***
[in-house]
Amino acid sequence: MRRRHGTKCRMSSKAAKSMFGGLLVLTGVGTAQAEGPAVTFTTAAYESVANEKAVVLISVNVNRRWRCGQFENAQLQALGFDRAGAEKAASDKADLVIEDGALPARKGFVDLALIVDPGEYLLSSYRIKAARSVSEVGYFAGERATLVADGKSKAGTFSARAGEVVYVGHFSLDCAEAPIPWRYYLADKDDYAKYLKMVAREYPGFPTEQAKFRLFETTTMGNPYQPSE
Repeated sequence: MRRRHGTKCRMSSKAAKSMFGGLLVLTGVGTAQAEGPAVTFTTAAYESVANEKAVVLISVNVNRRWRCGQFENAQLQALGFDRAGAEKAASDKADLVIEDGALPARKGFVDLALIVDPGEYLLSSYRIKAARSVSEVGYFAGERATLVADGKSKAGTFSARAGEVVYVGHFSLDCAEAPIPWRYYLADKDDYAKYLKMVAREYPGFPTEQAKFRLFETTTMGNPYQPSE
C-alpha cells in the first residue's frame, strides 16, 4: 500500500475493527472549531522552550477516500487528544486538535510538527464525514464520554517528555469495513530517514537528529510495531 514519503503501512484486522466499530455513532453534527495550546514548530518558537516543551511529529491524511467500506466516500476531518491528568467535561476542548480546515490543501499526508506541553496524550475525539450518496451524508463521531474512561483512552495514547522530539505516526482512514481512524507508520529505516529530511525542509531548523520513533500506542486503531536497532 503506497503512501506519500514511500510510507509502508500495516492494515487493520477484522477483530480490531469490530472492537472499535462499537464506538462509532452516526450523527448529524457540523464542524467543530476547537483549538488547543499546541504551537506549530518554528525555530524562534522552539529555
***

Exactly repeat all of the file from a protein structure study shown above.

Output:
[in-house]
Amino acid sequence: MRRRHGTKCRMSSKAAKSMFGGLLVLTGVGTAQAEGPAVTFTTAAYESVANEKAVVLISVNVNRRWRCGQFENAQLQALGFDRAGAEKAASDKADLVIEDGALPARKGFVDLALIVDPGEYLLSSYRIKAARSVSEVGYFAGERATLVADGKSKAGTFSARAGEVVYVGHFSLDCAEAPIPWRYYLADKDDYAKYLKMVAREYPGFPTEQAKFRLFETTTMGNPYQPSE
Repeated sequence: MRRRHGTKCRMSSKAAKSMFGGLLVLTGVGTAQAEGPAVTFTTAAYESVANEKAVVLISVNVNRRWRCGQFENAQLQALGFDRAGAEKAASDKADLVIEDGALPARKGFVDLALIVDPGEYLLSSYRIKAARSVSEVGYFAGERATLVADGKSKAGTFSARAGEVVYVGHFSLDCAEAPIPWRYYLADKDDYAKYLKMVAREYPGFPTEQAKFRLFETTTMGNPYQPSE
C-alpha cells in the first residue's frame, strides 16, 4: 500500500475493527472549531522552550477516500487528544486538535510538527464525514464520554517528555469495513530517514537528529510495531 514519503503501512484486522466499530455513532453534527495550546514548530518558537516543551511529529491524511467500506466516500476531518491528568467535561476542548480546515490543501499526508506541553496524550475525539450518496451524508463521531474512561483512552495514547522530539505516526482512514481512524507508520529505516529530511525542509531548523520513533500506542486503531536497532 503506497503512501506519500514511500510510507509502508500495516492494515487493520477484522477483530480490531469490530472492537472499535462499537464506538462509532452516526450523527448529524457540523464542524467543530476547537483549538488547543499546541504551537506549530518554528525555530524562534522552539529555